The best fortunes I’ve ever had were from my sister. Linda gave my husband a box called Miss Fortune Cookies – Fortunes for the Real World. The first one I opened read: “You will soon spend time in a foreign jail.” How cheering. Another was: “You’re paranoid, but that doesn’t mean the CIA isn’t tracking you.”

I have as much faith in fortune cookie advice as I have with my daily horoscope. I smirk at the fiery love life my stars promise to deliver: “You’ll find yourself in a romantic clinch that really sizzles tonight.”

Or, is this insight intended for my husband, since we share the same sign?

If I believed in horoscopes, that last one might worry me because Paul’s working out of town tonight . . . better give him a call and tell him how much I adore him, just to be on the safe side.

Rather than dwell on dashed romance, I’ll share more of Miss Fortune’s insights: “No matter how hard you lobby, they will not put a TV in your prison cell.” (Miss Fortune must have done some hard time, with all her references to incarceration.)

And then there’s my fave: “Hats lined with newspaper offer some protection against falling debris.” These are logical fortunes that go well with my mood.

Speaking of mood, my newsfeeds suggest that women should plan their schedules around their hormonal cycles. The findings are great in theory, but as with fortune cookies and horoscopes, not everything has practical applications.

This hormonology recommends my actions during a 28-day cycle. From days one to 14, I’m going to be interested in sex; however, on days 22 and 23, I might as well re-caulk the tub. The fireworks aren’t going to be spectacular.

I’ve no idea how these experts coordinate their lives, but postponing events isn’t always feasible, or friendly.

Let’s compare sex to camping. Some days I don’t feel like camping. Perhaps I’d rather lounge with a book and a glass of wine.

But there’s my husband to consider. He’s already packed the truck and is eager to hit the road. What am I supposed to say, “Sorry fella, my hormonal chart isn’t in your court today”?

Instead, I pull on my hiking boots and bring the marshmallows. The campfire is quickly lit and . . . whatya know? Once we toast our marshmallows, we both end up having fun. Spectacular fun.

For me, a tailor-made approach works best, not a one-size-fits-all, whether we’re talking cycles or stars.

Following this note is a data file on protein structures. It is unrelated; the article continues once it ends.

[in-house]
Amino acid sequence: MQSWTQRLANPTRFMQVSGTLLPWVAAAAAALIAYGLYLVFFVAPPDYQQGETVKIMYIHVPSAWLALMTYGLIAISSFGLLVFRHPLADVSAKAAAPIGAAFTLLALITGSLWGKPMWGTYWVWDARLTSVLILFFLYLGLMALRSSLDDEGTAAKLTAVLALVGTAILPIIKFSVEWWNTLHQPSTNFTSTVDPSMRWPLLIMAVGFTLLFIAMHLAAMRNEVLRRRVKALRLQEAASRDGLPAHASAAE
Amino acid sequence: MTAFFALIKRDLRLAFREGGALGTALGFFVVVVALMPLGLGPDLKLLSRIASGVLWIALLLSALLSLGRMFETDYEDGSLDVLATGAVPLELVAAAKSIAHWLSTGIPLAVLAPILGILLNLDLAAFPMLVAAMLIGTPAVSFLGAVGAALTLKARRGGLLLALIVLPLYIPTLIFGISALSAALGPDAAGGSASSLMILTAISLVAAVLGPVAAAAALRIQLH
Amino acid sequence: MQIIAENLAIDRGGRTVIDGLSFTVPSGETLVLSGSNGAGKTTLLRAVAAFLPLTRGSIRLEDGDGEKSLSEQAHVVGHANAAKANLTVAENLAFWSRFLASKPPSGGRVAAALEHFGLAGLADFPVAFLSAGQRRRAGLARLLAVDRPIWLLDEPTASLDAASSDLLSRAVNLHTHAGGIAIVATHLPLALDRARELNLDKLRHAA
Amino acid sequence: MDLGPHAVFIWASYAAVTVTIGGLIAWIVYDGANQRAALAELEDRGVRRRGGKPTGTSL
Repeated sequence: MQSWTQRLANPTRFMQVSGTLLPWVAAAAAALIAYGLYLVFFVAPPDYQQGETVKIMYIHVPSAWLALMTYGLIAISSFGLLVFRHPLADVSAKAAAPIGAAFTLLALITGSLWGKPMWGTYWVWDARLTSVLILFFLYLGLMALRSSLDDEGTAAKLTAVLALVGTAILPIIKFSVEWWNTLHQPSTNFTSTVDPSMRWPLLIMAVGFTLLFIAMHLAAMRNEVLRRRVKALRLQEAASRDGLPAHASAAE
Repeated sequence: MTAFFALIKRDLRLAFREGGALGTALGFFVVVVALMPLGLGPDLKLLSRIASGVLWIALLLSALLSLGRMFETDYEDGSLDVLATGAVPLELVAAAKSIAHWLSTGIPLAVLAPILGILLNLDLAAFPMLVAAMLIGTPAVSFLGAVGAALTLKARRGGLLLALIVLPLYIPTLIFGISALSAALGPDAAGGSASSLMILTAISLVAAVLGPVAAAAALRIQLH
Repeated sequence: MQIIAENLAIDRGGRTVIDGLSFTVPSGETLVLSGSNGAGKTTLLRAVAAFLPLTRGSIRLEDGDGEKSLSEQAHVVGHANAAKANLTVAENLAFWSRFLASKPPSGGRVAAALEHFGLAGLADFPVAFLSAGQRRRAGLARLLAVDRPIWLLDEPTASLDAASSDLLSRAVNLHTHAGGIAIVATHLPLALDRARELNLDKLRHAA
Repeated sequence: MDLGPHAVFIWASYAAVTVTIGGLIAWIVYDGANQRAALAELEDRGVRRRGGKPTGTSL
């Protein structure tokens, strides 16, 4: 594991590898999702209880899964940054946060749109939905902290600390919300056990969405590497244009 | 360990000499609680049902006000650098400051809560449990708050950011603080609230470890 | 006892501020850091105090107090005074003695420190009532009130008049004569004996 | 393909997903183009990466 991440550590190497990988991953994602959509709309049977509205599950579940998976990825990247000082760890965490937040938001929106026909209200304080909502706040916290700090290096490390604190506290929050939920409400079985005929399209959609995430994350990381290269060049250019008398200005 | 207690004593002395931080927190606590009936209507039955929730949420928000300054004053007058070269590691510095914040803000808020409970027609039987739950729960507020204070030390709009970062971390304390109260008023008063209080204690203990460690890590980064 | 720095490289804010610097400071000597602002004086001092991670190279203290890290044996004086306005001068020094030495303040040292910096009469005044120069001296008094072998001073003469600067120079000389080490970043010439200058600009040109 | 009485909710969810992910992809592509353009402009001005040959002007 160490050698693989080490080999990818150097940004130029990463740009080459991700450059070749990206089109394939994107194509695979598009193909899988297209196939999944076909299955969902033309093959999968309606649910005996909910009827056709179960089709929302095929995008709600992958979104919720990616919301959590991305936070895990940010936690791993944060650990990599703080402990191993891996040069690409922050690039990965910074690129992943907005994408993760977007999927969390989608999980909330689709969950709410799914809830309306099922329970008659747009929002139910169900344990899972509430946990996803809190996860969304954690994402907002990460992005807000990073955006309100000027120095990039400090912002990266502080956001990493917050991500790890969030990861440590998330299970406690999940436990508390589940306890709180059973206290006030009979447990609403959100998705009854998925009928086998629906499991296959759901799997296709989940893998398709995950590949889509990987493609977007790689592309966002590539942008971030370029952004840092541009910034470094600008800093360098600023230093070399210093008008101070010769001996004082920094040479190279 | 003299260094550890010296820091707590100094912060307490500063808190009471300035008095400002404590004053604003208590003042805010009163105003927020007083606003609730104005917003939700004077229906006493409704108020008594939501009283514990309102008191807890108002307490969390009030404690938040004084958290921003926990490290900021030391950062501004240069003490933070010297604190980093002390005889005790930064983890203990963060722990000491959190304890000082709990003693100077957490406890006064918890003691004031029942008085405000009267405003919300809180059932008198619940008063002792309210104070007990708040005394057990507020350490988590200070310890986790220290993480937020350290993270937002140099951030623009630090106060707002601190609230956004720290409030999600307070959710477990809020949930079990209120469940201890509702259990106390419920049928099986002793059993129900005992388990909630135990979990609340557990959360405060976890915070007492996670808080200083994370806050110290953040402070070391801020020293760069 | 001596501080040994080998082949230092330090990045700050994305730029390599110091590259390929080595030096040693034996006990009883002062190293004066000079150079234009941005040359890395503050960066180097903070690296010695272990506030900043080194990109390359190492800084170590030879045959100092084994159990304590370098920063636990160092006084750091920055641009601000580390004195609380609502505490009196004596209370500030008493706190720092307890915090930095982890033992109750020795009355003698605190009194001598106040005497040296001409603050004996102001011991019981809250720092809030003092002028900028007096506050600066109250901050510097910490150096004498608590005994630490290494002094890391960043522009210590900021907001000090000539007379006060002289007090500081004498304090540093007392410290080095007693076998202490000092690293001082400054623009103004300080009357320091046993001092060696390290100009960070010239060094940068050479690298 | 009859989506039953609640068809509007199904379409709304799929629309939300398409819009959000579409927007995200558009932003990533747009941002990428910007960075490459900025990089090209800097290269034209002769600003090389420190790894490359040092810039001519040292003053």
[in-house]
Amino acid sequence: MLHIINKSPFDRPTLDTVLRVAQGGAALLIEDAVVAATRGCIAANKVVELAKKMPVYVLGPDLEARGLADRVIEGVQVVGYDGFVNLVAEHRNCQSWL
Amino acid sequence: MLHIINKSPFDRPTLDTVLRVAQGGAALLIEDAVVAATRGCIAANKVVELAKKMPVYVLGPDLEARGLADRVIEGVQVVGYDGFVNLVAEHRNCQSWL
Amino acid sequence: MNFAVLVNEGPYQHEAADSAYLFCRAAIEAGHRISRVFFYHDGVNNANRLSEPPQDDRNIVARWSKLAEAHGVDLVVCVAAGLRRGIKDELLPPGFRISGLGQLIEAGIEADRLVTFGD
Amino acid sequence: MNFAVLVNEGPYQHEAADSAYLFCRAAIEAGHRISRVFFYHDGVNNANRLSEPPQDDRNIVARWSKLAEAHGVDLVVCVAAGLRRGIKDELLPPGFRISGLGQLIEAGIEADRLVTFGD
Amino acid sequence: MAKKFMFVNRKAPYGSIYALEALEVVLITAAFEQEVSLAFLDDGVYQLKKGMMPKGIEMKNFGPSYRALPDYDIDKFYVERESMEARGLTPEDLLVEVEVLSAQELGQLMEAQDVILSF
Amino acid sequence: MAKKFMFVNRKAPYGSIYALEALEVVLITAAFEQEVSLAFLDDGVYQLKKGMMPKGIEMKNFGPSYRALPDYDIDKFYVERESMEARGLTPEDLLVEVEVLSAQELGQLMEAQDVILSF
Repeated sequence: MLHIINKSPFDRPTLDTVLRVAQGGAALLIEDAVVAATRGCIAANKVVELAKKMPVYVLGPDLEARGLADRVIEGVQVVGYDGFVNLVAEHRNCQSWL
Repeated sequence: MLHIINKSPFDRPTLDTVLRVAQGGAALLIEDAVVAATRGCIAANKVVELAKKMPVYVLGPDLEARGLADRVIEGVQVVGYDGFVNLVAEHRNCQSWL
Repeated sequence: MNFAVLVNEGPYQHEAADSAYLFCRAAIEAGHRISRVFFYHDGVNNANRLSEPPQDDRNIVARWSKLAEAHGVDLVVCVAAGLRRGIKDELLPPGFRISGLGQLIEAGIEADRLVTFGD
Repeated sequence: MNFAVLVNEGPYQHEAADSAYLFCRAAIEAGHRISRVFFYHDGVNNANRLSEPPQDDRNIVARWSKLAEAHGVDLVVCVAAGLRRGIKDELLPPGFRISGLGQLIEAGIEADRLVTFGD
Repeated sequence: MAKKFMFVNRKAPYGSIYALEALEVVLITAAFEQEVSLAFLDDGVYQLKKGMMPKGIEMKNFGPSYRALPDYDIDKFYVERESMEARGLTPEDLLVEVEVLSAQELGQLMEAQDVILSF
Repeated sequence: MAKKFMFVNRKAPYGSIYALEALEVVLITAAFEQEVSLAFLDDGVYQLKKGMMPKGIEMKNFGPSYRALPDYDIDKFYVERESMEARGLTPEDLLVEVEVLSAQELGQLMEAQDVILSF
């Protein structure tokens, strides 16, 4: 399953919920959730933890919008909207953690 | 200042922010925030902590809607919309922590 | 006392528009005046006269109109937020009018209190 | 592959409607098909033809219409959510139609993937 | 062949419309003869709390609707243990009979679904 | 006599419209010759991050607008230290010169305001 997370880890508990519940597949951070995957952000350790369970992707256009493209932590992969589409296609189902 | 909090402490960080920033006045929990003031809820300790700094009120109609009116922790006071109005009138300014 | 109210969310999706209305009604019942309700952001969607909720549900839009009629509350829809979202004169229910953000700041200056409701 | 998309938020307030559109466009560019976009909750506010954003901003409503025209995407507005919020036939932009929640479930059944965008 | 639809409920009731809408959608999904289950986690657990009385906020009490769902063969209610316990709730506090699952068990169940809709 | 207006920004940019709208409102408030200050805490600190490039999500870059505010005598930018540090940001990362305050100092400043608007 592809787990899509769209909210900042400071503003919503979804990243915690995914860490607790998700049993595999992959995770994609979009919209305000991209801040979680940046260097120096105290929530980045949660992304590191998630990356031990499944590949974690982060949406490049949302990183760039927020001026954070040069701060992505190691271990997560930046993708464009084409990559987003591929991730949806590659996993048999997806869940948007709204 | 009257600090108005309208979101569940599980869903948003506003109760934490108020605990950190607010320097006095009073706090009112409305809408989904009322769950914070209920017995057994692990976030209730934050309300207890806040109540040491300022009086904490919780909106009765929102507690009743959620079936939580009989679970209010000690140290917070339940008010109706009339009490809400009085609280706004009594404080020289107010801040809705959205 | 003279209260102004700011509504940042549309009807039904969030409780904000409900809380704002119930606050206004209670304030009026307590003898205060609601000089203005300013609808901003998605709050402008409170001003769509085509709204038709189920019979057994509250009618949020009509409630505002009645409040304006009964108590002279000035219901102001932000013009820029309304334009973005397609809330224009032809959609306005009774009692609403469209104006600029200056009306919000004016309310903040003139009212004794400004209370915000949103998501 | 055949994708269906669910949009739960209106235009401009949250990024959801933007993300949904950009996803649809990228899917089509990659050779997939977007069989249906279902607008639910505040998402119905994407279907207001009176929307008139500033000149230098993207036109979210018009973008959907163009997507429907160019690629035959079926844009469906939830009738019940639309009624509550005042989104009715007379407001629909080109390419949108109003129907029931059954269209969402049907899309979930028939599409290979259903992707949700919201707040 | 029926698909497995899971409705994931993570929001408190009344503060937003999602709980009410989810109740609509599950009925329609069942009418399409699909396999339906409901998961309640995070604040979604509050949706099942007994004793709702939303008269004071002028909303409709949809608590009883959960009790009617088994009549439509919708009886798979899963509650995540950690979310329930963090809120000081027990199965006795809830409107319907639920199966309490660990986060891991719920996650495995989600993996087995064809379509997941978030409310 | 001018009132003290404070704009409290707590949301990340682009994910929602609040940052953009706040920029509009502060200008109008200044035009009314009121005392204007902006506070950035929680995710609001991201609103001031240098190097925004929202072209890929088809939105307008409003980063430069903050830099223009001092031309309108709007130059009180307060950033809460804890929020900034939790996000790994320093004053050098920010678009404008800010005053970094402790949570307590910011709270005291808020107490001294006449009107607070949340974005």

The only certainty is that retailers aren’t behind this cyclical wisdom when your horoscope or hormonology reads: “Don’t make any major purchases today.” And imagine those poor credit card companies, but that’s the way the (fortune) cookie crumbles.

Miss Fortune will have the last word: “Get under a sturdy piece of furniture or door frame and hold on.” Now that’s advice I can wrap my head around.

Audio story music
“Fancy”
by Saidbysed

‘Smoke Genie’ Grants Two Wishes

Shannon Kernaghan Legal-weed_Kraven-Cache_400 ‘Smoke Genie’ Grants Two Wishes Challenge Challenges Culture Health Lifestyle Memories Recreation Weed

It’s the late 1990s and I’m seated in a restaurant with two people. Before we’ve even ordered our meal, one says to me, “I hope you don’t mind if we smoke.” The other person smiles and reaches for her own cigarette pack.

By the time the appetizers arrive, my eyes are burning and my nose is plugged. I know that in less than an hour I’ll have a full-blown headache.

Now, if the two people were my friends, they’d be considerate enough to go outside, or I’d be brave enough to ask them not to smoke at the table. Since both are my employers, I say nothing. If only, I think, I live long enough to see smoking banned in restaurants.

To my surprise and delight, my wish is granted in the 2000s. Between the Smoke-Free Environment Act and the Tobacco Act, I don’t have to suffer the wrath of other people’s second hand smoke in a myriad public places. No more gasping over my glass of wine or arriving home in clothes that reek.